1. A member of the committee hearing the fee dispute failed to disqualify himself/herself in accordance with standards set forth in R. 1:12-1.
2. the committee failed substantially to comply with the procedural requirements of R. 1:20A.
3. there was actual fraud on the part of a member of the committee.
The Board concluded that the District VB Fee Arbitration Committee exercised appropriate jurisdiction over this matter. The rules governing attorneys in New Jersey are broadly applied. In the Board's view, Mr. Pitula is subject to New
[271 NJSuper Page 120]
Jersey rules governing fee arbitration by virtue of his appearance in the United States District Court for the District of New Jersey.
Thereafter, plaintiff brought this action to confirm the arbitration award and enter judgment "pursuant to" R. 1:20A-3(a) and N.J.S.A. 2A:24-7.*fn1 Defendant opposed the application. He asserted the Committee and DRB "did not have the authority to render an arbitration award." He argued that "[b]efore the New Jersey Supreme Court or the Disciplinary Committee may invoke jurisdiction over an attorney, such attorney must be admitted to practice law in the State of New Jersey." Defendant insisted that as he was never "licensed to practice law in New Jersey" the Committee "exceeded [its] powers" and the award had to be "vacate[d]" pursuant to N.J.S.A. 2A:24-8(d).
In his affidavit in opposition to the confirmation defendant certified, in part:
8. According to Rule 1:21-1(a), a person is deemed admitted in the State of New Jersey if he holds a "plenary license" to practice in New Jersey or has ever been admitted "pro hac vice."
9. Notwithstanding the fact that I do not hold (and never did hold) a plenary license, nor was I ever admitted "pro hac vice," the Fee Committee erroneously found that they had jurisdiction. This finding was improperly based upon "contacts" with the State rather than the plain language of the statutes and the New Jersey Constitution which grant only limited jurisdiction to the New Jersey Supreme Court in their resolution of fee disputes.
10. On appeal, the Disciplinary Review Board concluded that the Fee Arbitration Committee exercised appropriate jurisdiction. However, in so holding the board noted that I was "subject to New Jersey rules . . . by virtue of (my) appearance in the United States District Court for the District of New Jersey." ("Exhibit B") However, I have never appeared in the District Court of New Jersey nor any other court in New Jersey and the Board, therefore, erroneously relied on misinformation in reaching its decision.
Defendant also pointed out that the type of investigation involved "would go through the main Immigration and Naturalization Service (INS) in New York; and . . . the INS investigators handling
[271 NJSuper Page 121]
criminal investigation charges against Plaintiff were assigned to New York" where defendant was licensed to practice and had his offices.
Before rendering his decision the Law Division Judge communicated with the DRB because of the dispute concerning whether defendant actually appeared in federal court. Counsel to the DRB subsequently wrote to the Judge that
the Board did not intend the word "appearance" . . . to reference a technical appearance before the United States District Court for the District of New Jersey. The Board did, however, find that [defendant] specifically represented Susan Lopez in New Jersey, and that his contacts with New Jersey were sufficient to apply the fee arbitration rules.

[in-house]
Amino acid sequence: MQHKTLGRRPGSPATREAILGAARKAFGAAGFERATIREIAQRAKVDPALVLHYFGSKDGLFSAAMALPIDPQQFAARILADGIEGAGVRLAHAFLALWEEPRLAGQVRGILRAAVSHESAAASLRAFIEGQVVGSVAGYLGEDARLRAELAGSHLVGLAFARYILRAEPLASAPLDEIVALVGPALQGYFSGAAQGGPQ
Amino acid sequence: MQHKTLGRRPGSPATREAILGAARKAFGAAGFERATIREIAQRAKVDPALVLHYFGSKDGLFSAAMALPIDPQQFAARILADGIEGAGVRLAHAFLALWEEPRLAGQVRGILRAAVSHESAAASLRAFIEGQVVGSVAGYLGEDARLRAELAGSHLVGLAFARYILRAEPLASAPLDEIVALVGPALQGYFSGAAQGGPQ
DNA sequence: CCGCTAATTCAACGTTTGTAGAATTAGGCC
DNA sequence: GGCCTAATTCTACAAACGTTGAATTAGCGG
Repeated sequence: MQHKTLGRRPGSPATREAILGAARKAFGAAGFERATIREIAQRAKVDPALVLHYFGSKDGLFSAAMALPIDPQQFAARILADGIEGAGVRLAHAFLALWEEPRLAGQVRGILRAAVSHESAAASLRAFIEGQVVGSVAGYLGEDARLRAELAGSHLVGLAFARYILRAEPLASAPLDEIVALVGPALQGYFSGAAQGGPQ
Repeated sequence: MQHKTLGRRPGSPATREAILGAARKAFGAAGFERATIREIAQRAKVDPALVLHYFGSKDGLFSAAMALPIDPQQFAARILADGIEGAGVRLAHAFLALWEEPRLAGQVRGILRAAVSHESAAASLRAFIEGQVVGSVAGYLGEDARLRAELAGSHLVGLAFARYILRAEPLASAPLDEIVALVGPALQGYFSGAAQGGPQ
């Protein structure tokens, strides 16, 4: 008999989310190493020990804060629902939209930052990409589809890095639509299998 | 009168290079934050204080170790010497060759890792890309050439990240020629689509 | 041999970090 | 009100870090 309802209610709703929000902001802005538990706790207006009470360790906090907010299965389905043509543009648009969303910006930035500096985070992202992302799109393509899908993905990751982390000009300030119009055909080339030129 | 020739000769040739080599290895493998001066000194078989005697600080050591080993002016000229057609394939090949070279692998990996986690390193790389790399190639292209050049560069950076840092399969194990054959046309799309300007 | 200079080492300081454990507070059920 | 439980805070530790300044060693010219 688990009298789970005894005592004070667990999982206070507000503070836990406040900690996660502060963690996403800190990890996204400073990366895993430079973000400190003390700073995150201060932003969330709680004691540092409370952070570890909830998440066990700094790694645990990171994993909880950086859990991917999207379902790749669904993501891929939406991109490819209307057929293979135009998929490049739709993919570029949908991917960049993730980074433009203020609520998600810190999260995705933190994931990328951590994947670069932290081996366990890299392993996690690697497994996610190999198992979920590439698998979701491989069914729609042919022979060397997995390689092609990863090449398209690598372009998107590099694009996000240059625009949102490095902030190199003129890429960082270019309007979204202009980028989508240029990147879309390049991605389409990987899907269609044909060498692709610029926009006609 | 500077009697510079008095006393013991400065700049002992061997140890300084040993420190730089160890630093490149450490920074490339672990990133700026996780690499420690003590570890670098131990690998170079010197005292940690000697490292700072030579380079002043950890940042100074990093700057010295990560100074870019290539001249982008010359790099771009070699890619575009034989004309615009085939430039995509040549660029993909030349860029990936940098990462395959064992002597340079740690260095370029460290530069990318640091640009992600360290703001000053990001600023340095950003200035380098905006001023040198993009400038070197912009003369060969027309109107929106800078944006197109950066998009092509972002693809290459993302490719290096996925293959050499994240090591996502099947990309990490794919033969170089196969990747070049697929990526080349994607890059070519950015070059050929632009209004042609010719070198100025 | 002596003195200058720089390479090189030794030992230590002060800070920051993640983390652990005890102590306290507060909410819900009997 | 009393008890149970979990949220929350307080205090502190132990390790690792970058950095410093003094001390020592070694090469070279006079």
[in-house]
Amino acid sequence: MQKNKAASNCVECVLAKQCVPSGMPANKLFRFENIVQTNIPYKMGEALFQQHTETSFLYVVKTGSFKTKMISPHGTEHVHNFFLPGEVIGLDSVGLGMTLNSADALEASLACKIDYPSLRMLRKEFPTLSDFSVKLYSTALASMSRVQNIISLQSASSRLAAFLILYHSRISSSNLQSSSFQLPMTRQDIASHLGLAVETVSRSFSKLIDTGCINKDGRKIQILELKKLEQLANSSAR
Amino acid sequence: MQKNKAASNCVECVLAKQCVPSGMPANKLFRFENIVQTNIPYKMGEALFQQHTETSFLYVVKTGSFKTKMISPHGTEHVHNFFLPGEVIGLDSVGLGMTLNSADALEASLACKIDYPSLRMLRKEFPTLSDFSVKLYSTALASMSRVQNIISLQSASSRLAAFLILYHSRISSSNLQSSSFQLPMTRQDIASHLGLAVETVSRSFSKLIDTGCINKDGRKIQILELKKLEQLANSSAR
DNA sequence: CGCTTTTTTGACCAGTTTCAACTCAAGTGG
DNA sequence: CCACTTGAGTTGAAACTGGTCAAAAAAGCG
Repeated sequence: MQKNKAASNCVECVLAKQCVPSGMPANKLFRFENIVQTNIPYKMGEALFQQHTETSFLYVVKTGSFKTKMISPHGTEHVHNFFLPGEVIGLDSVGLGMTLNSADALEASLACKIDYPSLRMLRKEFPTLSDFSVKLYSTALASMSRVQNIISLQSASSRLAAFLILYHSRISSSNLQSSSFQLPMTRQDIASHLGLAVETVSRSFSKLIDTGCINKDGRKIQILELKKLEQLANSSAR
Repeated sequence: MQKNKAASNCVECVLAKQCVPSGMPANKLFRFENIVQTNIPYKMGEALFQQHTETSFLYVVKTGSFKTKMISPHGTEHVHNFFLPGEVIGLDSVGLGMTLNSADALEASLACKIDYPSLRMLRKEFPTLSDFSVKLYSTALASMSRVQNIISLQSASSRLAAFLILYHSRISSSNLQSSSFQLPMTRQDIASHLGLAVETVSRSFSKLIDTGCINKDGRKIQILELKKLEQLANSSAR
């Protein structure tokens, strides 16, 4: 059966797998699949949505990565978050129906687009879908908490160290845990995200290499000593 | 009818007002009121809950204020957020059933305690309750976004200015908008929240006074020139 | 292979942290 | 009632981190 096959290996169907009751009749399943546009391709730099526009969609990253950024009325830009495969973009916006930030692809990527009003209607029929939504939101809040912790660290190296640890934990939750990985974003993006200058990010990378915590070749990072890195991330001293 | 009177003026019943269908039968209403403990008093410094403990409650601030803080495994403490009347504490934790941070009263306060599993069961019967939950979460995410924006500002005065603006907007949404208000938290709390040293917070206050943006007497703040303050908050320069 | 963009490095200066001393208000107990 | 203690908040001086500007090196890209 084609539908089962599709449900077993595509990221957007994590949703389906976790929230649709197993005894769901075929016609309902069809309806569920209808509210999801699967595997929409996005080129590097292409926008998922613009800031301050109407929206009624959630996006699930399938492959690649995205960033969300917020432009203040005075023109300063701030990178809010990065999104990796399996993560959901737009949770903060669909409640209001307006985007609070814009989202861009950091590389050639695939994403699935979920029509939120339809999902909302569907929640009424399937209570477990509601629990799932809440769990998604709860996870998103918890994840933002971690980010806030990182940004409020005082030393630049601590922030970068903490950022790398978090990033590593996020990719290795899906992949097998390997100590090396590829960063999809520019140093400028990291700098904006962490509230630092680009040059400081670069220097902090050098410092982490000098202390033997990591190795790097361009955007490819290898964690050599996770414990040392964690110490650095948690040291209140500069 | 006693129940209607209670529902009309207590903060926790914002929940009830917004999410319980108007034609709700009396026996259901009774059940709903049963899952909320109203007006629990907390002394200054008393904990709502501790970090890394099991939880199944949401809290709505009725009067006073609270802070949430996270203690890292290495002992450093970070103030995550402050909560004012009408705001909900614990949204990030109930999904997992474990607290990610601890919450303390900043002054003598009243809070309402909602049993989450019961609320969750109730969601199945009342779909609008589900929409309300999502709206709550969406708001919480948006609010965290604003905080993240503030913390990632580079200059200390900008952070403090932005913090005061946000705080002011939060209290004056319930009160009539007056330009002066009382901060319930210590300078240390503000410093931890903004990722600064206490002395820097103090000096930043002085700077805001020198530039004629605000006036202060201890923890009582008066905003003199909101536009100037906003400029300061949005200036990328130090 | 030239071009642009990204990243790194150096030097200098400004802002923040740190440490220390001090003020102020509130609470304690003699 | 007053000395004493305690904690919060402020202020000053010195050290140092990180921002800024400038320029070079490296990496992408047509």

The Law Division thereafter rejected defendant's arguments and concluded:
when you start to contemplate the purposes of the rule and when you take the facts involved in the within case and apply them towards those purposes, it seems to me quite vividly that the rule definitely intended to cover situations 0 involved here, where we do have an attorney/client relationship existing between an attorney-at-law and a client in the State of New Jersey, involving a specific matter in the State of New Jersey, and where there are numerous contacts between that attorney and that client in the State of New Jersey; including the acceptance and retaining of a fee, and the establishment of a fee, and also including the meeting with third persons, namely U.S. Attorney's Office with respect to that particular matter, that it's hard to suggest that the rule did not contemplate covering this situation, and that the rule must be limited and have a very narrow interpretation to exclude Mr. Pitula.
It seems to me what happened in that case is we would put a premium on wrongdoing; not that Mr. Pitula necessarily did anything wrong, I'm not saying that. But the fact remains he did everything an attorney-at-law in the State of New Jersey would be doing, and yet he wants to be protected from the responsibilities of that relationship because he says he's not involved as an attorney in the State of New Jersey. That's putting a premium on doing something wrong. That if you come into our state and practice law, then 1 you should be authorized; and if you're not authorized, then maybe you're not doing the right thing.
But, in any event, I'm satisfied that the rule should not be treated as narrowly as Mr. Pitula suggests it should. And when a person comes in as an attorney, performs as an attorney, speaks as an attorney, consults as an attorney, gets paid as an attorney, and does everything with respect to this particular matter, that is indicated here; although there may have been other things done in New York, then it satisfies the requirement of the rule. Mr. Pitula is subject to the rule under these circumstances, and as a result, judgment is entered in favor of the plaintiff and against the defendant based on the award of the Arbitration Committee as affirmed by the Disciplinary Review Board.
[271 NJSuper Page 122]
Defendant now appeals to us from the Law Division's order of December 7, 1992 confirming the award and entering judgment "in favor of plaintiff, Susan Lopez, and against defendant, John L. Pitula, in the amount of Ninety Thousand Dollars ($90,000.00)."
The New Jersey Constitution provides that "[t]he Supreme Court shall have jurisdiction over the admission to the practice of law and the discipline of persons 2 admitted." N.J. Const. Art. VI, § 2, para. 3. In furtherance of its constitutional responsibility, the Court has established a structure for the discipline of attorneys which includes the creation of District Fee Arbitration Committees. See R. 1:20-1(a).